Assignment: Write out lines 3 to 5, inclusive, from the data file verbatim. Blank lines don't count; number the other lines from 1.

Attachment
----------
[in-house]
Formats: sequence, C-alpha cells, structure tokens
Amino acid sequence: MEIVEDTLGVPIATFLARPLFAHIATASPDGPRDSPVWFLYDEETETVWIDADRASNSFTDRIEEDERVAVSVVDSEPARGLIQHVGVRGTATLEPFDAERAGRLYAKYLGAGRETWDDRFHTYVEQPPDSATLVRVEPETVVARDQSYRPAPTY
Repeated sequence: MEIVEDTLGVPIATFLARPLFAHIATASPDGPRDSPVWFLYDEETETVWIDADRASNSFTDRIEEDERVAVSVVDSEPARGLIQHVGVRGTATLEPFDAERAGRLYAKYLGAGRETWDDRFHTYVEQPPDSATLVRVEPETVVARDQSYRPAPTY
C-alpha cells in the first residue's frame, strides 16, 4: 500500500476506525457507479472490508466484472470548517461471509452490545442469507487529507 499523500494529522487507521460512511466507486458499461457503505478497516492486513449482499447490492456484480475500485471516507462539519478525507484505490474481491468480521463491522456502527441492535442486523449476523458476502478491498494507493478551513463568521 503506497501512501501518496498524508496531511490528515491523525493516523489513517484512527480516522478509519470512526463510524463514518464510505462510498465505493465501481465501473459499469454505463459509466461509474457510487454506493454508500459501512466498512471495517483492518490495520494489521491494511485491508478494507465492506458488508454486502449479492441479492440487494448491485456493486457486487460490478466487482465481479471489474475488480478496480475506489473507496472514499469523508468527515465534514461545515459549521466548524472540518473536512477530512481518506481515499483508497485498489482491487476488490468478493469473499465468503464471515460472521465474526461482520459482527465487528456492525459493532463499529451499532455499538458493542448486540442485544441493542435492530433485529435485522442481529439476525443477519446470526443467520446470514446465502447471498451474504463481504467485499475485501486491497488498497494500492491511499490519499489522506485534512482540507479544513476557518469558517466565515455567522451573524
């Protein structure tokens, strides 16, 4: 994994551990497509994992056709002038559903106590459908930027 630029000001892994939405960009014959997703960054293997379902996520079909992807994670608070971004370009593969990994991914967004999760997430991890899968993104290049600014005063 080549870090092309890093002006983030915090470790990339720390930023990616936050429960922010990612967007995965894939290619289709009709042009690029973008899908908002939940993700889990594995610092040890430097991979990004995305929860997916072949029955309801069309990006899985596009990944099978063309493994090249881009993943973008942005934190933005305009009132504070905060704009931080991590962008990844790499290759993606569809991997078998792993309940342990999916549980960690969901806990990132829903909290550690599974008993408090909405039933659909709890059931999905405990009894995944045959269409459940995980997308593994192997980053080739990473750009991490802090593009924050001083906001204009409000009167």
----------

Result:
Amino acid sequence: MEIVEDTLGVPIATFLARPLFAHIATASPDGPRDSPVWFLYDEETETVWIDADRASNSFTDRIEEDERVAVSVVDSEPARGLIQHVGVRGTATLEPFDAERAGRLYAKYLGAGRETWDDRFHTYVEQPPDSATLVRVEPETVVARDQSYRPAPTY
Repeated sequence: MEIVEDTLGVPIATFLARPLFAHIATASPDGPRDSPVWFLYDEETETVWIDADRASNSFTDRIEEDERVAVSVVDSEPARGLIQHVGVRGTATLEPFDAERAGRLYAKYLGAGRETWDDRFHTYVEQPPDSATLVRVEPETVVARDQSYRPAPTY
C-alpha cells in the first residue's frame, strides 16, 4: 500500500476506525457507479472490508466484472470548517461471509452490545442469507487529507 499523500494529522487507521460512511466507486458499461457503505478497516492486513449482499447490492456484480475500485471516507462539519478525507484505490474481491468480521463491522456502527441492535442486523449476523458476502478491498494507493478551513463568521 503506497501512501501518496498524508496531511490528515491523525493516523489513517484512527480516522478509519470512526463510524463514518464510505462510498465505493465501481465501473459499469454505463459509466461509474457510487454506493454508500459501512466498512471495517483492518490495520494489521491494511485491508478494507465492506458488508454486502449479492441479492440487494448491485456493486457486487460490478466487482465481479471489474475488480478496480475506489473507496472514499469523508468527515465534514461545515459549521466548524472540518473536512477530512481518506481515499483508497485498489482491487476488490468478493469473499465468503464471515460472521465474526461482520459482527465487528456492525459493532463499529451499532455499538458493542448486540442485544441493542435492530433485529435485522442481529439476525443477519446470526443467520446470514446465502447471498451474504463481504467485499475485501486491497488498497494500492491511499490519499489522506485534512482540507479544513476557518469558517466565515455567522451573524